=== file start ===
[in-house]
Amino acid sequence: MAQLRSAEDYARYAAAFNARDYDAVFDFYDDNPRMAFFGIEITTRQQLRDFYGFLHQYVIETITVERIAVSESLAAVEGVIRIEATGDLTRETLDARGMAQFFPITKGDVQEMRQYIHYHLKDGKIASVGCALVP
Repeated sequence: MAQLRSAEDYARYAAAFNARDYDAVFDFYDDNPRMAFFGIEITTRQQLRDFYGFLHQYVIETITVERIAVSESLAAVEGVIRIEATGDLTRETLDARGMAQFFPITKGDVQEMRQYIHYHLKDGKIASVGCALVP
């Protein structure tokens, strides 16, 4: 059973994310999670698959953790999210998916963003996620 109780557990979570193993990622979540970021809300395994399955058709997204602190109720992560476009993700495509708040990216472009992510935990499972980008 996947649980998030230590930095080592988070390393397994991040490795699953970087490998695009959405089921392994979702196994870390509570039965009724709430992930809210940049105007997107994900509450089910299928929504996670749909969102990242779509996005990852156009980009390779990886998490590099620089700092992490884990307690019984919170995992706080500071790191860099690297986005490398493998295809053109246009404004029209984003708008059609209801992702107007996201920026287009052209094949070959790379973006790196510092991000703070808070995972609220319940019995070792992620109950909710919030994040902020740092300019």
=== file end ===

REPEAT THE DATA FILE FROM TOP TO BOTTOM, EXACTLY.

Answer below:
[in-house]
Amino acid sequence: MAQLRSAEDYARYAAAFNARDYDAVFDFYDDNPRMAFFGIEITTRQQLRDFYGFLHQYVIETITVERIAVSESLAAVEGVIRIEATGDLTRETLDARGMAQFFPITKGDVQEMRQYIHYHLKDGKIASVGCALVP
Repeated sequence: MAQLRSAEDYARYAAAFNARDYDAVFDFYDDNPRMAFFGIEITTRQQLRDFYGFLHQYVIETITVERIAVSESLAAVEGVIRIEATGDLTRETLDARGMAQFFPITKGDVQEMRQYIHYHLKDGKIASVGCALVP
């Protein structure tokens, strides 16, 4: 059973994310999670698959953790999210998916963003996620 109780557990979570193993990622979540970021809300395994399955058709997204602190109720992560476009993700495509708040990216472009992510935990499972980008 996947649980998030230590930095080592988070390393397994991040490795699953970087490998695009959405089921392994979702196994870390509570039965009724709430992930809210940049105007997107994900509450089910299928929504996670749909969102990242779509996005990852156009980009390779990886998490590099620089700092992490884990307690019984919170995992706080500071790191860099690297986005490398493998295809053109246009404004029209984003708008059609209801992702107007996201920026287009052209094949070959790379973006790196510092991000703070808070995972609220319940019995070792992620109950909710919030994040902020740092300019």